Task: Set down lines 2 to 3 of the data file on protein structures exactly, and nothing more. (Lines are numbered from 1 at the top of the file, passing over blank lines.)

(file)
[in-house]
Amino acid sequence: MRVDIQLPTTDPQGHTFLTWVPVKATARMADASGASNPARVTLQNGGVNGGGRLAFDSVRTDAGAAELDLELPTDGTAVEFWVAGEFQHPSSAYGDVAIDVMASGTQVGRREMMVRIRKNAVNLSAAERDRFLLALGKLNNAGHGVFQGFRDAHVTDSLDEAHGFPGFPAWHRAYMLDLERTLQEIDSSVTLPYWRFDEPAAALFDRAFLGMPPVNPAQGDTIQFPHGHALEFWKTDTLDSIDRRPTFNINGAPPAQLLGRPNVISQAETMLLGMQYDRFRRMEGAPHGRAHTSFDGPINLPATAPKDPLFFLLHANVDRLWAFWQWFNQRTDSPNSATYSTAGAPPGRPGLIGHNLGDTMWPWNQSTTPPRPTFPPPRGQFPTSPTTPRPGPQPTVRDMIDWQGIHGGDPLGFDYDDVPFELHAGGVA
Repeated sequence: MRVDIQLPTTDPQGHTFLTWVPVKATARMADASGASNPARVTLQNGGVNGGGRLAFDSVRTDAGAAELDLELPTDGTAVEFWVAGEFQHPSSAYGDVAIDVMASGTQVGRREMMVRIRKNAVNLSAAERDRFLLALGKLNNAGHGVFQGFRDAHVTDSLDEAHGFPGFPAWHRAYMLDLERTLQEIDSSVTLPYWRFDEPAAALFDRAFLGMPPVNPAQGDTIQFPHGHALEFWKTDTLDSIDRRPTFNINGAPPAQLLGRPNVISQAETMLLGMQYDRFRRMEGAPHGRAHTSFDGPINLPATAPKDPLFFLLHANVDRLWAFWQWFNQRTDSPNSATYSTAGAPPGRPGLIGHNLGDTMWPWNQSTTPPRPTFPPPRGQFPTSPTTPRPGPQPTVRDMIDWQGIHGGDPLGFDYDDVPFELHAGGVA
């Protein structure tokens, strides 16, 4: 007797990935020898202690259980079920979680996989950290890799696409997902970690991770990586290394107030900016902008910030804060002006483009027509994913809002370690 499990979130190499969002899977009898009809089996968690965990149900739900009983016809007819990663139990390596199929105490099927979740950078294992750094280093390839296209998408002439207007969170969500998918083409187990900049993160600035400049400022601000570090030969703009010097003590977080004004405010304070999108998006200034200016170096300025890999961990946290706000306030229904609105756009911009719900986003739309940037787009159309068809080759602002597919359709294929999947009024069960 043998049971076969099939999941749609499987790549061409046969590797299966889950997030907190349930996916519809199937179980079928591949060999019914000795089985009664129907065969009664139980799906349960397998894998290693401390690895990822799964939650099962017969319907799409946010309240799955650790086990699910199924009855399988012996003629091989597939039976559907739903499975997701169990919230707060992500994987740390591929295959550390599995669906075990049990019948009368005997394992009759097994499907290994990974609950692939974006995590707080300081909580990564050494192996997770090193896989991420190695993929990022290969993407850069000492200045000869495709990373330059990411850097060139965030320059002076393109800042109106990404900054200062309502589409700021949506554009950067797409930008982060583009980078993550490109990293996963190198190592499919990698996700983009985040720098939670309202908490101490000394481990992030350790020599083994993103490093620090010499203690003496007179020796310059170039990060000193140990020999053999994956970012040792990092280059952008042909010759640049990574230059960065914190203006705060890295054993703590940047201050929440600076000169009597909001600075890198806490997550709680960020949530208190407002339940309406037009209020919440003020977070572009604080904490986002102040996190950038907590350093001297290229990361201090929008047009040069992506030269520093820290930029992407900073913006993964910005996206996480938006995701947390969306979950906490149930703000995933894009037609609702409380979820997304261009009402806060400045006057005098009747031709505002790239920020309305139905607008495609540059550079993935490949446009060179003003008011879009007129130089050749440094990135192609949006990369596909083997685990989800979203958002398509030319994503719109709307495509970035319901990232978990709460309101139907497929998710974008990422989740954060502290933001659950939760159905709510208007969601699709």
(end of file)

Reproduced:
Amino acid sequence: MRVDIQLPTTDPQGHTFLTWVPVKATARMADASGASNPARVTLQNGGVNGGGRLAFDSVRTDAGAAELDLELPTDGTAVEFWVAGEFQHPSSAYGDVAIDVMASGTQVGRREMMVRIRKNAVNLSAAERDRFLLALGKLNNAGHGVFQGFRDAHVTDSLDEAHGFPGFPAWHRAYMLDLERTLQEIDSSVTLPYWRFDEPAAALFDRAFLGMPPVNPAQGDTIQFPHGHALEFWKTDTLDSIDRRPTFNINGAPPAQLLGRPNVISQAETMLLGMQYDRFRRMEGAPHGRAHTSFDGPINLPATAPKDPLFFLLHANVDRLWAFWQWFNQRTDSPNSATYSTAGAPPGRPGLIGHNLGDTMWPWNQSTTPPRPTFPPPRGQFPTSPTTPRPGPQPTVRDMIDWQGIHGGDPLGFDYDDVPFELHAGGVA
Repeated sequence: MRVDIQLPTTDPQGHTFLTWVPVKATARMADASGASNPARVTLQNGGVNGGGRLAFDSVRTDAGAAELDLELPTDGTAVEFWVAGEFQHPSSAYGDVAIDVMASGTQVGRREMMVRIRKNAVNLSAAERDRFLLALGKLNNAGHGVFQGFRDAHVTDSLDEAHGFPGFPAWHRAYMLDLERTLQEIDSSVTLPYWRFDEPAAALFDRAFLGMPPVNPAQGDTIQFPHGHALEFWKTDTLDSIDRRPTFNINGAPPAQLLGRPNVISQAETMLLGMQYDRFRRMEGAPHGRAHTSFDGPINLPATAPKDPLFFLLHANVDRLWAFWQWFNQRTDSPNSATYSTAGAPPGRPGLIGHNLGDTMWPWNQSTTPPRPTFPPPRGQFPTSPTTPRPGPQPTVRDMIDWQGIHGGDPLGFDYDDVPFELHAGGVA